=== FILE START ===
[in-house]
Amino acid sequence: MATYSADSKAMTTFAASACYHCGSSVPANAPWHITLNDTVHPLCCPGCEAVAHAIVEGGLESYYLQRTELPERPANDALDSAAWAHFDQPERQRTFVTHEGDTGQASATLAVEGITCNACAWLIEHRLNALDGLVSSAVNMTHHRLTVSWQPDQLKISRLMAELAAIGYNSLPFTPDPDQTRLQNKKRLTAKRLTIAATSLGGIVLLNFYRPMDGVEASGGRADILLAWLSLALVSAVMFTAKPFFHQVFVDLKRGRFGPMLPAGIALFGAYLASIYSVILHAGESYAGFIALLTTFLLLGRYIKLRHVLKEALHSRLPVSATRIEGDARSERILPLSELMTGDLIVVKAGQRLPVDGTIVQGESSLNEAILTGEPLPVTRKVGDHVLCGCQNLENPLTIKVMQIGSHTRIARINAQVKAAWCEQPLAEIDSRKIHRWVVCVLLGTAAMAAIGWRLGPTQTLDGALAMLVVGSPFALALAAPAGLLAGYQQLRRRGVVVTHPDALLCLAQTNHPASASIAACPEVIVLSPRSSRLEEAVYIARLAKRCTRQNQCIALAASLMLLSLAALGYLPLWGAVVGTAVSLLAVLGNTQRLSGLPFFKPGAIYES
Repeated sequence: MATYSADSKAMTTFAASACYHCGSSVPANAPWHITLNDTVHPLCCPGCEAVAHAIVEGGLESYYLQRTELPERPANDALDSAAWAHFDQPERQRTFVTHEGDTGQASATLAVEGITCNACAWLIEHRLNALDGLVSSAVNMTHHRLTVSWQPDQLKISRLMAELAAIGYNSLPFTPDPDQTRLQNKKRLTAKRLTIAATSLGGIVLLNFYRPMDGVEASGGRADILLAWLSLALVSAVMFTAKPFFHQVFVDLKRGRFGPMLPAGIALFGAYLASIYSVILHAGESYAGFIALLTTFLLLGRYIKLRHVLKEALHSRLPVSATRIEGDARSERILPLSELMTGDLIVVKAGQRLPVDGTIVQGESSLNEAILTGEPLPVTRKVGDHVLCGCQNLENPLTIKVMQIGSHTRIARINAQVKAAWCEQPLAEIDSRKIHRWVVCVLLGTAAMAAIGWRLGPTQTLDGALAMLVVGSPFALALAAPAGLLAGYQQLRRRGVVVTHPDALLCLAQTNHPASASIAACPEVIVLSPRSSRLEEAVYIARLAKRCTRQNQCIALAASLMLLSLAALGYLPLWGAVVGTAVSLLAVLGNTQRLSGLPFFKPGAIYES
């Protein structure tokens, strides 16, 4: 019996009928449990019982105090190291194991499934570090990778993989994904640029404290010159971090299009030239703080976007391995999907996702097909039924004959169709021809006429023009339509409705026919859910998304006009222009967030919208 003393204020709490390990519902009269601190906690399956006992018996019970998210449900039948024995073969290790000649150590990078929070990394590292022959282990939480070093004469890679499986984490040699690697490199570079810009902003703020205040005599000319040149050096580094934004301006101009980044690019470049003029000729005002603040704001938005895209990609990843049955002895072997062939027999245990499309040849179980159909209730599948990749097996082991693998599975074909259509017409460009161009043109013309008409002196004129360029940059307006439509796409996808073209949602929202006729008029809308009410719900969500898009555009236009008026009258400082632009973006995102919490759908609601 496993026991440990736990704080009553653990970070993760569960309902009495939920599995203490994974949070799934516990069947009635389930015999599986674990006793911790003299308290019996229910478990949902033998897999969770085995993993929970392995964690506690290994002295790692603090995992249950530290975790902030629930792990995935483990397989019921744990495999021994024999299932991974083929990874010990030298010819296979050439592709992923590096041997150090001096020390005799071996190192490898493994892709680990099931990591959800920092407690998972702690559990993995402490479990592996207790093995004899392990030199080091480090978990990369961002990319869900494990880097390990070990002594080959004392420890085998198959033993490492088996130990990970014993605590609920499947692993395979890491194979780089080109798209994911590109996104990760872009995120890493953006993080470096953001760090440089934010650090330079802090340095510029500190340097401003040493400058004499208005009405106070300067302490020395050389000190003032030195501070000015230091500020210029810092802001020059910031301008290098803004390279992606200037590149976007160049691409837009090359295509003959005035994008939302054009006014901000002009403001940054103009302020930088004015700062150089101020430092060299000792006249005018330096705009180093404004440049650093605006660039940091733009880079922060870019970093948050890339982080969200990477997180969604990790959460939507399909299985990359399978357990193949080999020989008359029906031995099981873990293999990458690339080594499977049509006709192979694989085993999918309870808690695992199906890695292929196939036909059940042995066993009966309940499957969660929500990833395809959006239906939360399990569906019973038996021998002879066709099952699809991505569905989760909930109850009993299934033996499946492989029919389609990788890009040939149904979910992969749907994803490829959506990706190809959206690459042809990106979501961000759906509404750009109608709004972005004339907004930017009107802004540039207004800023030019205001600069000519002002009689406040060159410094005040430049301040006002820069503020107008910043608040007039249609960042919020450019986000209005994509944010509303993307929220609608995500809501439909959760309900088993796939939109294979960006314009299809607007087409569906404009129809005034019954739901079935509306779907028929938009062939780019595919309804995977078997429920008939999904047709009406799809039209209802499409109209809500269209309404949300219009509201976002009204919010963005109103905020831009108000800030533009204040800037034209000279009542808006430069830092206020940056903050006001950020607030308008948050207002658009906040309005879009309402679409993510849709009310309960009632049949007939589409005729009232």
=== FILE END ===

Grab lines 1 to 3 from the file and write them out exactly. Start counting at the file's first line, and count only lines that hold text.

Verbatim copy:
[in-house]
Amino acid sequence: MATYSADSKAMTTFAASACYHCGSSVPANAPWHITLNDTVHPLCCPGCEAVAHAIVEGGLESYYLQRTELPERPANDALDSAAWAHFDQPERQRTFVTHEGDTGQASATLAVEGITCNACAWLIEHRLNALDGLVSSAVNMTHHRLTVSWQPDQLKISRLMAELAAIGYNSLPFTPDPDQTRLQNKKRLTAKRLTIAATSLGGIVLLNFYRPMDGVEASGGRADILLAWLSLALVSAVMFTAKPFFHQVFVDLKRGRFGPMLPAGIALFGAYLASIYSVILHAGESYAGFIALLTTFLLLGRYIKLRHVLKEALHSRLPVSATRIEGDARSERILPLSELMTGDLIVVKAGQRLPVDGTIVQGESSLNEAILTGEPLPVTRKVGDHVLCGCQNLENPLTIKVMQIGSHTRIARINAQVKAAWCEQPLAEIDSRKIHRWVVCVLLGTAAMAAIGWRLGPTQTLDGALAMLVVGSPFALALAAPAGLLAGYQQLRRRGVVVTHPDALLCLAQTNHPASASIAACPEVIVLSPRSSRLEEAVYIARLAKRCTRQNQCIALAASLMLLSLAALGYLPLWGAVVGTAVSLLAVLGNTQRLSGLPFFKPGAIYES
Repeated sequence: MATYSADSKAMTTFAASACYHCGSSVPANAPWHITLNDTVHPLCCPGCEAVAHAIVEGGLESYYLQRTELPERPANDALDSAAWAHFDQPERQRTFVTHEGDTGQASATLAVEGITCNACAWLIEHRLNALDGLVSSAVNMTHHRLTVSWQPDQLKISRLMAELAAIGYNSLPFTPDPDQTRLQNKKRLTAKRLTIAATSLGGIVLLNFYRPMDGVEASGGRADILLAWLSLALVSAVMFTAKPFFHQVFVDLKRGRFGPMLPAGIALFGAYLASIYSVILHAGESYAGFIALLTTFLLLGRYIKLRHVLKEALHSRLPVSATRIEGDARSERILPLSELMTGDLIVVKAGQRLPVDGTIVQGESSLNEAILTGEPLPVTRKVGDHVLCGCQNLENPLTIKVMQIGSHTRIARINAQVKAAWCEQPLAEIDSRKIHRWVVCVLLGTAAMAAIGWRLGPTQTLDGALAMLVVGSPFALALAAPAGLLAGYQQLRRRGVVVTHPDALLCLAQTNHPASASIAACPEVIVLSPRSSRLEEAVYIARLAKRCTRQNQCIALAASLMLLSLAALGYLPLWGAVVGTAVSLLAVLGNTQRLSGLPFFKPGAIYES